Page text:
I am having a hard time trusting my husband. It all started two years ago when a girl from his office showed up at our house at 2 in the morning—drunk! I was more than furious. He claimed she wanted nothing more than to meet me. I basically let this pass, but during that year I would go over to his place of work and see them on a break together. I would ask him if anything was going on, and he would reply, “NO.” Well, after the birth of our second child, I received a letter from an anonymous person telling me something was going on with my husband and this girl while I was pregnant! I was shattered. I questioned him about this letter, and he told me it was all a lie. I didn’t believe him. The next day, the woman’s husband called to tell me his wife and my husband had had sexual relations while at work. Finally, I confronted him again, and he confessed. I was ready to leave him but he begged me not to. I find, though, that I can’t forgive him. I keep wondering if he’s lying again. Most of all, I can’t find it in my heart to forgive him for the cheating while I was pregnant with our daughter. Please help. Do I forgive him, and if so, how?
Not So Trusting
You obviously wanted to trust him from the beginning. And hats off to you for buying the story of the blotto babe wanting to say howdy-do at 2 in the morning. The letter, by the way, most likely came from the woman when she tired of waiting for your husband to undo his marriage. (And then she told her husband—just to make sure there was an explosion.) Prudie has said it before, and she will say it again: When you can’t forgive or trust someone, the connection is over. Nowhere is it written that forgiveness automatically follows any misstep.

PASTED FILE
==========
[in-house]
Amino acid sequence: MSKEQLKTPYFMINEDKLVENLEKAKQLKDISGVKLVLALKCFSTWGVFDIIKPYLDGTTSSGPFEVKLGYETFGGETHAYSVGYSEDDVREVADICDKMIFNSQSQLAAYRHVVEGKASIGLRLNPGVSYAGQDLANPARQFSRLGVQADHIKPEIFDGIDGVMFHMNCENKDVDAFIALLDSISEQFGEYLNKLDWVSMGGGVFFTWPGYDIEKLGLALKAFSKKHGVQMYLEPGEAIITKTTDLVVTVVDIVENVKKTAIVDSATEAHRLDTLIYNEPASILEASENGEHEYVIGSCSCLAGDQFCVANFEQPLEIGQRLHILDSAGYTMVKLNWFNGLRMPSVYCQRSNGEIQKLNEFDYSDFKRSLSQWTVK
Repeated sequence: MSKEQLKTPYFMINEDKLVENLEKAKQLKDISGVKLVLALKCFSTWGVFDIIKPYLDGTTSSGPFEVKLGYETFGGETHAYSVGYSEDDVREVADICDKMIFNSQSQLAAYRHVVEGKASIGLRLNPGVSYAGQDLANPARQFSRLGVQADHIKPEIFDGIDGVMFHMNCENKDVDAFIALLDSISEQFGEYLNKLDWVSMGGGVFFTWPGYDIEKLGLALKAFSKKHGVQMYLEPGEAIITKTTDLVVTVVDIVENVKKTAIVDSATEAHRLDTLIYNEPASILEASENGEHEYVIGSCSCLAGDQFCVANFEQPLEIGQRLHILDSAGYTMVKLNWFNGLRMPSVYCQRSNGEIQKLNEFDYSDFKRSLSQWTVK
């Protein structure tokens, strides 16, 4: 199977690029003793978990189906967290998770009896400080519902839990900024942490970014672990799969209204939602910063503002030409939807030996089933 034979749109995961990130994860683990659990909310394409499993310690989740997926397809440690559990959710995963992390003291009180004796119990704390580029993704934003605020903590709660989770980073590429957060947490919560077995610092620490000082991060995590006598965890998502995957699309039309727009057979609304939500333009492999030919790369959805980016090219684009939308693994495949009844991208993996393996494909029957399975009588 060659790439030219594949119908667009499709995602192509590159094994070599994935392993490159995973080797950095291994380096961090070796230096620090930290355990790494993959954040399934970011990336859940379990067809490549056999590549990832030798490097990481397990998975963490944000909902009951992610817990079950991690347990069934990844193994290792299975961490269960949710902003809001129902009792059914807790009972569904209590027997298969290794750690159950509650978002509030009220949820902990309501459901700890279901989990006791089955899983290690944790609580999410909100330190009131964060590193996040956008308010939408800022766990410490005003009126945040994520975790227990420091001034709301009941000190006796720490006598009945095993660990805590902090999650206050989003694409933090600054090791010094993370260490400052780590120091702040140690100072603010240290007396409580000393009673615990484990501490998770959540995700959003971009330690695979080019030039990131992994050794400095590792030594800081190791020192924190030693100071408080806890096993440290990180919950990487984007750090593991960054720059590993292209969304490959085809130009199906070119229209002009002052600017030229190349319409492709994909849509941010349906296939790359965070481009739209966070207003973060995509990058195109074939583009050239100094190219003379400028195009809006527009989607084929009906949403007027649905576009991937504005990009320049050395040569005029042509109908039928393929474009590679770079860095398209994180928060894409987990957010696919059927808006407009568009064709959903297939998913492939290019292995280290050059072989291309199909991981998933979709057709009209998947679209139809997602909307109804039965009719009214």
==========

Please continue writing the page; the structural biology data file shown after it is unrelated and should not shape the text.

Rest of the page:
A few months ago I wrote to youabout my husband wanting a divorce because I didn’t want to have any more children, and you gave me very practical advice. I just wanted to let you know what transpired: I did get a divorce (and am much happier), but now my ex-husband is on the search for a mail-order Russian bride! He has been corresponding with someone in Russia over the Internet and has gone to meet her. He stayed 10 days, is now proclaiming his undying love, and can’t wait to get her here to start makin’ babies and keepin’ house. My question is, can this really work successfully? Is it a big scam? Will they take his money and then never show up, or do they show up and then take his money? Please fill me in, though rest assured, I do not want a Russian mail-order husband!
—Not the Maid, the Nanny, or the Wife
Prudie is so happy her advice worked well for you but wonders why you even care about Olga and your ex? One bonus of divorce is that you no longer have to monitor your former spouse or his mistakes. While Prudie is quite the catalogue connoisseur, she has no idea what happens when you send away for a person, what the financial ramifications are, or even whether the goods … that is, the bride, can be returned.
As correct as your answer to “ Nauseated” might be on the surface, you might have asked the young woman to consider whether her boyfriend has sinus trouble or some other nasal passage defect. My nephew, despite having had table manners drilled into him from an early age, continued to chew with his mouth wide open. Only after observing him more closely did we notice that the child couldn’t breathe through his nose! He was taken to a doctor who found that his septum was so narrow (a congenital defect, apparently), he couldn’t get sufficient air through his nose. The young lady should have her boyfriend get a checkup to rule out any medical reasons for his lack of finesse before she consigns him to the dump heap. Just a thought.
Who knew there were so many friends of mouth breathers out there? A truly surprising number of people wrote to make your point—plus suggesting allergies as the culprit. Someone even invited Prudie to pinch her nose closed and then eat lunch. Though Prudie never thought of these possibilities in this context, she passes them on in the spirit of perhaps preserving a romance.
Your ending quote on religious wars was unnecessary. To categorize religious belief as based on imaginary friends is to trivialize the sincere faith of billions of people around the world.
—Gently Admonishing in Texas
It was not Prudie’s intention to slur the faithful, let alone belittle billions of people around the world. It was merely to engage in a bit of provocative humor. That which has never been seen, by the way, may be said to be imagined.